1976b Infant Mortality Rates: Socioeconomic factors. Series 22, No. 14. Washington, D.C.: U.S. Government Printing Office.

National Council on Hunger and Malnutrition and the Southern Regional Council
1972 “Hunger U.S.A. revisited.” Excerpted in The New South 27 (Fall): 35-49.

National Council of Organizations for Children and Youth
1976 America’s Children 1976. Washington, D.C.: The National Council of Organization for Children and Youth.

National Institute of Child Health and Human Development
1971 “A statistical view of accidents in the U.S.A.” Program Statistics and Analysis Branch.

National Institute of Mental Health
1974a Residential Psychiatric facilities for Children and Adolescents: United States, 1971-72. DHEW Publication Number (ADM) 74-78, Washington, D.C.: U.S. Government Printing Office.

1974b Hospital Inpatient Treatment Units for Emotionally Disturbed Children: United States,. 1971-72. DHEW Publication Number (ADM) 74-82, Washington, D.C.: U.S. Government Printing Office.

Needleman, H.L.
1975 “Lead-paint poisoning prevention: an opportunity forfeited.” New England Journal of Medicine 292 (March): 588-589.

Newberger, E.H., and J.H. Daniel
1976 “Knowledge and epidemiology of child abuse: a critical review of concepts.” Pediatric Annals 5 (March): 15-26.

Newberger, E.H., and J.N. Hyde
1975 “Child abuse; principles and implications of current pediatric practice.” Pediatric Clinics of North America 22 (August): 695-715.

Newberger, C.M., E.H. Newberger, and G.P. Harper
1976 “The social ecology of malnutrition in childhood.” In Lloyd-Still, J. (ed.), Malnutrition and Intelligence. Lancaster, England: Medical and Technical Publishing Company (in press).

Niswander, K.R., and M. Gordon
1972 The Women and Their Pregnancies. Philadelphia: W.B. Saunders Company.

North, A.F.
1967 “Project Head Start and the pediatrician.” Clinical Pediatrics 6 (April): 191-194.

Owen, G.M., K.M. Kram, P.J. Garry. J.E. Lowe, and A.H. Lubin
1974 “A study of the nutritional status of preschool children in the United States 1968-1970.” Pediatrics 53 (April): 597-646.

Owen, ‘G.M., A.H. Lubin, and P.J. Garry
1971 “Preschool children in the United States: who has iron deficiency? Journal of Pediatrics 79 (October): 563- 568.

Pakter, J., and F. Nelson
1974 “Factors in the unprecendented decline in infant mortality in New York City.” Bulletin of the New York Academy of Medicine 50 (July/August): 839-868.

Pakter, J., D.O. O’Hare, F. Nelson, and M. Svigir
1973 “Two years experience in New York City with the liberalized abortion law-progress and problems.” American Journal of Public Health 63 (June): 524-535.

Pollack, R.
1975 “The poor pay more.” In Lerza, C., and M. Jacobson (eds.), Food for People, Not for Profit. A Sourcebook on the Food Crisis. New York: Ballantine Books.

Rand Corporation
1974a Services for Handicapped Youth: A Program Overview. Santa Monica, California. 1974b Improving Services to Handicapped Children. Santa Monica, California.

Richamond, J.B., and H.L. Weinberger
1970 “Program implications of new knowledge regarding the physical, intellectual, and emotional growth and development and the unmet needs of children and youth.” American Journal of Public Health 60 (April): 23-67.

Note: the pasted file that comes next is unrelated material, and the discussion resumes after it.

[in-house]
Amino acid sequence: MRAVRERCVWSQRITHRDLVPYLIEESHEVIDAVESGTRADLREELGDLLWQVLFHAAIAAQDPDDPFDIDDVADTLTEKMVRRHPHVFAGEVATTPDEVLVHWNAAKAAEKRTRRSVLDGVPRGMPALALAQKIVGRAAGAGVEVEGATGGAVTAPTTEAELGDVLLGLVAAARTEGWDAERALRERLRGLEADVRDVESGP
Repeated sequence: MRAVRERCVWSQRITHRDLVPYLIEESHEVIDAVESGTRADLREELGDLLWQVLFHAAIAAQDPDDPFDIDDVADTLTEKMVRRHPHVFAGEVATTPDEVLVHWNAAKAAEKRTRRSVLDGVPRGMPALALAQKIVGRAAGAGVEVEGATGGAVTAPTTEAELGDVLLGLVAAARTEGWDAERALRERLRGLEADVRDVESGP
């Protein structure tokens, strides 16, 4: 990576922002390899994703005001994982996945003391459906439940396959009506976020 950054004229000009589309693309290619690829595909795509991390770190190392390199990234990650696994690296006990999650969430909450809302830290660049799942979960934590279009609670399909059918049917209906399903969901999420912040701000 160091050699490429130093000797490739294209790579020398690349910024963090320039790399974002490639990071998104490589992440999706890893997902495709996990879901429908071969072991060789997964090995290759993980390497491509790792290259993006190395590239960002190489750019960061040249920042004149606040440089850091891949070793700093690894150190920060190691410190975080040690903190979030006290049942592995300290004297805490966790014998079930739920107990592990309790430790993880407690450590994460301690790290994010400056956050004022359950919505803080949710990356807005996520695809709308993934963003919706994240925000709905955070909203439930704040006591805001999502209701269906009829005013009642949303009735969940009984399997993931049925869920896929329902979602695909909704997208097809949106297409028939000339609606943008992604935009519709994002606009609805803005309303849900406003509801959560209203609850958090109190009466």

Ryan, W.
1971 Blaming the Victim. New York: Random House.

Scarr-Salapatek, S.
1971 “Race, social class, and I.Q.” Science 174 (December): 1223-1228.

Schoenbaum, S.C., J.N. Hyde, L. Bartoshesky, and K. Crampton
1976 “Benefit-cost analysis of rubella vaccination policy.” New England Journal of Medicine 294 (February): 306-310.

Scott, R.B., M.E. Jenkins, and R.P. Crawford
1950 “Growth and development of Negro infants. III: growth during the first year of life as observed in private pediatric practice.” Journal of Pediatrics 37 (December): 885-896.

Shapiro, S., E.R. Schlesinger, and R.E.L. Nesbitt
1968 Infant, Perinatal, Maternal and Childhood Mortality in the United States. Cambridge: Harvard University. Press.

Silver, H.K., and P.R. McAtee
1975 “A descriptive definition of the scope and content of primary health care.” Pediatrics 56 (December): 957-959.

Skodak, M., and H.M. Skeels
1945 “A follow-up study of children in adoptive homes.” Journal of Genetic Psychology 66 (March): 21-58.

Smith, C.A.
1947 “Effects of wartime starvation in Holland on pregnancy and its products.” American Journal of Obstetrics and Gynecology 53 (April): 599-608.

Somers, A.R.
1976 “Violence, Television, and the health of American youth.” New England Journal of Medicine 15 (April): 811-817.

Stein, Z., M. Susser, G. Saenger, and F. Marolla
1975 Famine and Human Development. The Dutch Hunger Winter of 1944-1945. New York: Oxford University Press.

Struening, E.L., J.G. Rabkin, P. Cohen, G. Raabe, G.L. Muhlin, and J. Cohen
1973 “Family, ethnic and economic indicators of low birth weight and infant mortality: a social area analysis.” Annals of the New York Academy of Sciences 218 (June): 87-107.

Task Force on Children Out of School
1970 The Way We Go to School: The Exclusion of Children in Boston. Boston: Beacon Press.

Wallace, Helen M.
1975 Health Care of Mothers and Children in National Health Services: Implications for the United States. Cambridge, Massachusetts: Ballinger Publishing Company.

Wegman, M.E.
1971 “Annual summary of vital statistics-1970. “Pediatrics 48 (December): 979-983.
1975 “Annual summary of vital statistics-1974.” Pediatrics 56 (December): 960-966.

Werner, E.E., J.M. Beirman, and F.E. French
1971 The Children of Kauai: A Longitudinal Study From the Prenatal Period to Age Ten. Honolulu: University of Hawaii Press.

Whitenhurst, V.E., G.K. Stookey, and J.E. Muhler
1968 “Caries prevalence in children of low income families.” journal of Dentistry for Children 35 (July): 305-308.

Weiner, G.
1970 “The relationship of birth weight and length of gestation to intellectual development at ages 8 to 10 years.” Journal of Pediatrics 76 (May): 694-699.

Winick, M.
1971 “Cellular changes during placental and fetal growth.” American Journal of Obstetrics and Gynecology 109 (January): 166-176.